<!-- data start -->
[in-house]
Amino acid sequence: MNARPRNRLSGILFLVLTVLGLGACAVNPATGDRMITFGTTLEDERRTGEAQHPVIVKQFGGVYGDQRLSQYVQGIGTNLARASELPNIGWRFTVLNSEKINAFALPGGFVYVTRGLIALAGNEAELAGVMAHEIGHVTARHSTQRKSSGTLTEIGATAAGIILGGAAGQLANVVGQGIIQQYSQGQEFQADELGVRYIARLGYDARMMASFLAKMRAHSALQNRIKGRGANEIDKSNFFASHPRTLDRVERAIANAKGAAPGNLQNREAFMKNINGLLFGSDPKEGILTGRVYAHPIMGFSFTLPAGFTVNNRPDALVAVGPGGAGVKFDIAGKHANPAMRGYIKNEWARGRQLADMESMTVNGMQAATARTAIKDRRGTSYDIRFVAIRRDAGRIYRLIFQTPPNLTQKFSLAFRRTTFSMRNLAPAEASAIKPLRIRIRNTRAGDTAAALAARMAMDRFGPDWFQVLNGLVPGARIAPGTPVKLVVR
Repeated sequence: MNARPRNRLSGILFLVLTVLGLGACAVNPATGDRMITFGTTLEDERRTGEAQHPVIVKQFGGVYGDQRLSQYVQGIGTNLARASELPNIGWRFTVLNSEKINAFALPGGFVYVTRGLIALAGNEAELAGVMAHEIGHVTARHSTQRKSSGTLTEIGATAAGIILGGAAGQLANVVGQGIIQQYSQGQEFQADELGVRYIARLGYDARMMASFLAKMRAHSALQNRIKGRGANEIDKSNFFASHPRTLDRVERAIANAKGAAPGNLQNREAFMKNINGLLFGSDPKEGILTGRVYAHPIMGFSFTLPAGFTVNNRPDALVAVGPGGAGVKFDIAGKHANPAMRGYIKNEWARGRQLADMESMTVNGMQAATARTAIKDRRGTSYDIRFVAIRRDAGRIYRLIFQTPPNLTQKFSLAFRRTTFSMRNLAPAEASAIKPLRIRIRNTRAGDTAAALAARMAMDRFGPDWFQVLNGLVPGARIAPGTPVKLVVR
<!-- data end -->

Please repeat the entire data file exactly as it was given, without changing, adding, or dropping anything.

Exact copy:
[in-house]
Amino acid sequence: MNARPRNRLSGILFLVLTVLGLGACAVNPATGDRMITFGTTLEDERRTGEAQHPVIVKQFGGVYGDQRLSQYVQGIGTNLARASELPNIGWRFTVLNSEKINAFALPGGFVYVTRGLIALAGNEAELAGVMAHEIGHVTARHSTQRKSSGTLTEIGATAAGIILGGAAGQLANVVGQGIIQQYSQGQEFQADELGVRYIARLGYDARMMASFLAKMRAHSALQNRIKGRGANEIDKSNFFASHPRTLDRVERAIANAKGAAPGNLQNREAFMKNINGLLFGSDPKEGILTGRVYAHPIMGFSFTLPAGFTVNNRPDALVAVGPGGAGVKFDIAGKHANPAMRGYIKNEWARGRQLADMESMTVNGMQAATARTAIKDRRGTSYDIRFVAIRRDAGRIYRLIFQTPPNLTQKFSLAFRRTTFSMRNLAPAEASAIKPLRIRIRNTRAGDTAAALAARMAMDRFGPDWFQVLNGLVPGARIAPGTPVKLVVR
Repeated sequence: MNARPRNRLSGILFLVLTVLGLGACAVNPATGDRMITFGTTLEDERRTGEAQHPVIVKQFGGVYGDQRLSQYVQGIGTNLARASELPNIGWRFTVLNSEKINAFALPGGFVYVTRGLIALAGNEAELAGVMAHEIGHVTARHSTQRKSSGTLTEIGATAAGIILGGAAGQLANVVGQGIIQQYSQGQEFQADELGVRYIARLGYDARMMASFLAKMRAHSALQNRIKGRGANEIDKSNFFASHPRTLDRVERAIANAKGAAPGNLQNREAFMKNINGLLFGSDPKEGILTGRVYAHPIMGFSFTLPAGFTVNNRPDALVAVGPGGAGVKFDIAGKHANPAMRGYIKNEWARGRQLADMESMTVNGMQAATARTAIKDRRGTSYDIRFVAIRRDAGRIYRLIFQTPPNLTQKFSLAFRRTTFSMRNLAPAEASAIKPLRIRIRNTRAGDTAAALAARMAMDRFGPDWFQVLNGLVPGARIAPGTPVKLVVR